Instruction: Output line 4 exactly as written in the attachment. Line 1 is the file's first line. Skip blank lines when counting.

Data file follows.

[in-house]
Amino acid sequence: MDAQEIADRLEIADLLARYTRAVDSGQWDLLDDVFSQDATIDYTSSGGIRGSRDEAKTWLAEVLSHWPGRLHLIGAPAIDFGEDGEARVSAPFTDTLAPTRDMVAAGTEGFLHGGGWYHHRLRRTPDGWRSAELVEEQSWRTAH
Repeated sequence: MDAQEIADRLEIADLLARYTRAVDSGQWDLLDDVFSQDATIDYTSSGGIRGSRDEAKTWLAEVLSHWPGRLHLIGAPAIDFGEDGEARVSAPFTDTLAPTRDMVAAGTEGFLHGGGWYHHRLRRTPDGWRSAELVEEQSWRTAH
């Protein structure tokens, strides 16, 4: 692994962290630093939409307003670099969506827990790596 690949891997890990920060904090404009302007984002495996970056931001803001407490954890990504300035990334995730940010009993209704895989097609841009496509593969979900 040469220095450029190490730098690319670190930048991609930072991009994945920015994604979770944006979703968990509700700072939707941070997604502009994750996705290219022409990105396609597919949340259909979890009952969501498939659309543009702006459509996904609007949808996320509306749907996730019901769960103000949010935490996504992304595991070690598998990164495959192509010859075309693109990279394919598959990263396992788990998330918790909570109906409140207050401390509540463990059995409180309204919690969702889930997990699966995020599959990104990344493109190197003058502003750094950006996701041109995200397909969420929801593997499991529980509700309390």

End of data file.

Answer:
């Protein structure tokens, strides 16, 4: 692994962290630093939409307003670099969506827990790596 690949891997890990920060904090404009302007984002495996970056931001803001407490954890990504300035990334995730940010009993209704895989097609841009496509593969979900 040469220095450029190490730098690319670190930048991609930072991009994945920015994604979770944006979703968990509700700072939707941070997604502009994750996705290219022409990105396609597919949340259909979890009952969501498939659309543009702006459509996904609007949808996320509306749907996730019901769960103000949010935490996504992304595991070690598998990164495959192509010859075309693109990279394919598959990263396992788990998330918790909570109906409140207050401390509540463990059995409180309204919690969702889930997990699966995020599959990104990344493109190197003058502003750094950006996701041109995200397909969420929801593997499991529980509700309390």